Notes and Notices

On art, architecture and design


Ancient Wisdom Trumps New Technology

Posted by Carren Jao Pineda |

Not everything new is automatically better as Anupam Mishra proves in his TED talk given November 2009. In his talk, Mishra shares some wonderful examples of 400-year-old water harvesting architecture that's outpaced newer, more expensive projects in India.

India's Golden Desert receives only nine inches of water each year. Here, one can't simply use hand pumps. Water sits a staggering 300 feet down, but Jargah Fort, close to Jaipur, built four centuries ago manages to collect six million gallons in a season. It's a stark contrast to Indira Gandhi Canal, a modern project that cost millions, but is now in disrepair.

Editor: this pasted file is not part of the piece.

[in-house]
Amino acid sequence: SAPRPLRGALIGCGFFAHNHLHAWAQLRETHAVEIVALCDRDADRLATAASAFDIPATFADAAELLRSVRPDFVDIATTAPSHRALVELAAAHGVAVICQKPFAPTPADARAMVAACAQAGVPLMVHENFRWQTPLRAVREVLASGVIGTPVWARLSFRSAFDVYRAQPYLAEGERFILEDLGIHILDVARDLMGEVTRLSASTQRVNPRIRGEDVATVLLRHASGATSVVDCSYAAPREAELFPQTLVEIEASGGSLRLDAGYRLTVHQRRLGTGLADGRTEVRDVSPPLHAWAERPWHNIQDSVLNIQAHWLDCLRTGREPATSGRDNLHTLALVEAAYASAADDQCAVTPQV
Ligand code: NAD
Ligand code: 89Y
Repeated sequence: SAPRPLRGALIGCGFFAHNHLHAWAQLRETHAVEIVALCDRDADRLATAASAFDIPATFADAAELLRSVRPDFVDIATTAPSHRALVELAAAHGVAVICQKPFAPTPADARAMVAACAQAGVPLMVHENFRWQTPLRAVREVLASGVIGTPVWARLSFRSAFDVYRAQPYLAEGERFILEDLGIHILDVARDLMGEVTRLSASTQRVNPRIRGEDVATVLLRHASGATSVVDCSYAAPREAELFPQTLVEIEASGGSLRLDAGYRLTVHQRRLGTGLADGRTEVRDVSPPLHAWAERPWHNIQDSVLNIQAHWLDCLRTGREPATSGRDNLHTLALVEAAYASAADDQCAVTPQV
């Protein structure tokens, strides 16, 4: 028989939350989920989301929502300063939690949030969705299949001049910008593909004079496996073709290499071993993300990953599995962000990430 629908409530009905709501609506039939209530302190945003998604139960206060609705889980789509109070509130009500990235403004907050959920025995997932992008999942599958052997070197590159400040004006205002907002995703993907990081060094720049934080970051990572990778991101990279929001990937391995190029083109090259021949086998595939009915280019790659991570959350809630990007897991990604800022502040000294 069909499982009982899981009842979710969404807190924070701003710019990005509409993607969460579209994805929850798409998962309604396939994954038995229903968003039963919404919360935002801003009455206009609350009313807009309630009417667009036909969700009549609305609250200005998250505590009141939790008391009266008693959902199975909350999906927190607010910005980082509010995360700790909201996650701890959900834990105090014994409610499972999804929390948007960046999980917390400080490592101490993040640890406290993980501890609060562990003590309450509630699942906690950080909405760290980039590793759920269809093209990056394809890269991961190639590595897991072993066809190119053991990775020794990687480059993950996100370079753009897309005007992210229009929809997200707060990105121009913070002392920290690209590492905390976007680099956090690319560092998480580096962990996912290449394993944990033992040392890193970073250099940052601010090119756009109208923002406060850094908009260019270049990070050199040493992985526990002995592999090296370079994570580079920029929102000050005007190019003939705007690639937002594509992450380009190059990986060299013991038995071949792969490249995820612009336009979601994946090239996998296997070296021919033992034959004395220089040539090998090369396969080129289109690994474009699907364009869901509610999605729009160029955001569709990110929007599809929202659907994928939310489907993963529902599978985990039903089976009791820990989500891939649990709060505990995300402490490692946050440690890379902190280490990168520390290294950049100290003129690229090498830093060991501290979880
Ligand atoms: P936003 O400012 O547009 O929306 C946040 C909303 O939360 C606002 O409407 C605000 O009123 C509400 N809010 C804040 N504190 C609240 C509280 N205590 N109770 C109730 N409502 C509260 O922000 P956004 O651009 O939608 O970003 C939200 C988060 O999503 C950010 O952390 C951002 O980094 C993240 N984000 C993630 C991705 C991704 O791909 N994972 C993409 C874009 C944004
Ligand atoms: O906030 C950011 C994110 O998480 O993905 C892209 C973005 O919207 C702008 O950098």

I was amazed at the results of this old technology and I think Mishra's research will prove even more useful, especially now when global warming is coming to affect much of our water supply. Even now, demand for the waters of the Colorado River, Southern California's main water supply, is outstripping supply. Soon, more cities dependent on the great river will have to figure out how to manage their water more responsibly.

I wonder too, what else have we gotten right? What "old wheels" can we still re-use to build a better, more efficient world?


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